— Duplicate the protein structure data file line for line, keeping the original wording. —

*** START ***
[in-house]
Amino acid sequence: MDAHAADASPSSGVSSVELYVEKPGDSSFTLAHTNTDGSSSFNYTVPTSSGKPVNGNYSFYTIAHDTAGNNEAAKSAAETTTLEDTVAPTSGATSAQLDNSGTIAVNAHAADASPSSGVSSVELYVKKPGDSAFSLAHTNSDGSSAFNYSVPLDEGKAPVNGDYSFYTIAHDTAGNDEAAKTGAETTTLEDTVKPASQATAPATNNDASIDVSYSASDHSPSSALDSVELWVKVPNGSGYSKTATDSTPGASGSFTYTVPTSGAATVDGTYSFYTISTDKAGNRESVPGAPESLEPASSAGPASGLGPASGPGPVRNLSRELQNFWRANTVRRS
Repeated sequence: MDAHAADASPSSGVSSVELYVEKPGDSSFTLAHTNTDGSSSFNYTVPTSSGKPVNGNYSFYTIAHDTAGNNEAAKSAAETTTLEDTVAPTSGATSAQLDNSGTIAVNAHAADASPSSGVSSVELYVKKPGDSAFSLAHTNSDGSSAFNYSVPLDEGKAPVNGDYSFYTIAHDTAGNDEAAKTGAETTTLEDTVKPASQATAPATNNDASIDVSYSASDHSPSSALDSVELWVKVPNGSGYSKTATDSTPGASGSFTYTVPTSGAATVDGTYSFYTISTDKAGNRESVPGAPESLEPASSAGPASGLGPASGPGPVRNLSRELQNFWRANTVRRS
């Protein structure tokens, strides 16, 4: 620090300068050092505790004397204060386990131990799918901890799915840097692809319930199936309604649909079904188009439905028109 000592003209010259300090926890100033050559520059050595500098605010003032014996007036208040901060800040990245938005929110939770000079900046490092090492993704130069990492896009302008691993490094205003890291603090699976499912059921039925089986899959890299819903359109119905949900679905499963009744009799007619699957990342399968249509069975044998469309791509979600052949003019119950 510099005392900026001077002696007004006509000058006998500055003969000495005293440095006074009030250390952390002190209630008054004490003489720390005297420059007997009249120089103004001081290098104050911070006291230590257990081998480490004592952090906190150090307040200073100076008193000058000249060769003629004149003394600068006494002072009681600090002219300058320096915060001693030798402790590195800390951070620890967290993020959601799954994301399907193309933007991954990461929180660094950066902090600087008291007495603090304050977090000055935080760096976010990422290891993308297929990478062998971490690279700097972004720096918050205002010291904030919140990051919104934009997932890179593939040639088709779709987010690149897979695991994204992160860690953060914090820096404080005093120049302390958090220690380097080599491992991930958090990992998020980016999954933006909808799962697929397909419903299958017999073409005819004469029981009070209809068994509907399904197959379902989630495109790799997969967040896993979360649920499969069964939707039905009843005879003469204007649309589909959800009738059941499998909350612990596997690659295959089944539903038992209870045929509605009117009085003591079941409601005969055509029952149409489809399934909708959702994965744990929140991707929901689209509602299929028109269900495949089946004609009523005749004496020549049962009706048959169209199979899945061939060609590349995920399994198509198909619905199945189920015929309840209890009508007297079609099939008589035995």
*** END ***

[in-house]
Amino acid sequence: MDAHAADASPSSGVSSVELYVEKPGDSSFTLAHTNTDGSSSFNYTVPTSSGKPVNGNYSFYTIAHDTAGNNEAAKSAAETTTLEDTVAPTSGATSAQLDNSGTIAVNAHAADASPSSGVSSVELYVKKPGDSAFSLAHTNSDGSSAFNYSVPLDEGKAPVNGDYSFYTIAHDTAGNDEAAKTGAETTTLEDTVKPASQATAPATNNDASIDVSYSASDHSPSSALDSVELWVKVPNGSGYSKTATDSTPGASGSFTYTVPTSGAATVDGTYSFYTISTDKAGNRESVPGAPESLEPASSAGPASGLGPASGPGPVRNLSRELQNFWRANTVRRS
Repeated sequence: MDAHAADASPSSGVSSVELYVEKPGDSSFTLAHTNTDGSSSFNYTVPTSSGKPVNGNYSFYTIAHDTAGNNEAAKSAAETTTLEDTVAPTSGATSAQLDNSGTIAVNAHAADASPSSGVSSVELYVKKPGDSAFSLAHTNSDGSSAFNYSVPLDEGKAPVNGDYSFYTIAHDTAGNDEAAKTGAETTTLEDTVKPASQATAPATNNDASIDVSYSASDHSPSSALDSVELWVKVPNGSGYSKTATDSTPGASGSFTYTVPTSGAATVDGTYSFYTISTDKAGNRESVPGAPESLEPASSAGPASGLGPASGPGPVRNLSRELQNFWRANTVRRS
């Protein structure tokens, strides 16, 4: 620090300068050092505790004397204060386990131990799918901890799915840097692809319930199936309604649909079904188009439905028109 000592003209010259300090926890100033050559520059050595500098605010003032014996007036208040901060800040990245938005929110939770000079900046490092090492993704130069990492896009302008691993490094205003890291603090699976499912059921039925089986899959890299819903359109119905949900679905499963009744009799007619699957990342399968249509069975044998469309791509979600052949003019119950 510099005392900026001077002696007004006509000058006998500055003969000495005293440095006074009030250390952390002190209630008054004490003489720390005297420059007997009249120089103004001081290098104050911070006291230590257990081998480490004592952090906190150090307040200073100076008193000058000249060769003629004149003394600068006494002072009681600090002219300058320096915060001693030798402790590195800390951070620890967290993020959601799954994301399907193309933007991954990461929180660094950066902090600087008291007495603090304050977090000055935080760096976010990422290891993308297929990478062998971490690279700097972004720096918050205002010291904030919140990051919104934009997932890179593939040639088709779709987010690149897979695991994204992160860690953060914090820096404080005093120049302390958090220690380097080599491992991930958090990992998020980016999954933006909808799962697929397909419903299958017999073409005819004469029981009070209809068994509907399904197959379902989630495109790799997969967040896993979360649920499969069964939707039905009843005879003469204007649309589909959800009738059941499998909350612990596997690659295959089944539903038992209870045929509605009117009085003591079941409601005969055509029952149409489809399934909708959702994965744990929140991707929901689209509602299929028109269900495949089946004609009523005749004496020549049962009706048959169209199979899945061939060609590349995920399994198509198909619905199945189920015929309840209890009508007297079609099939008589035995």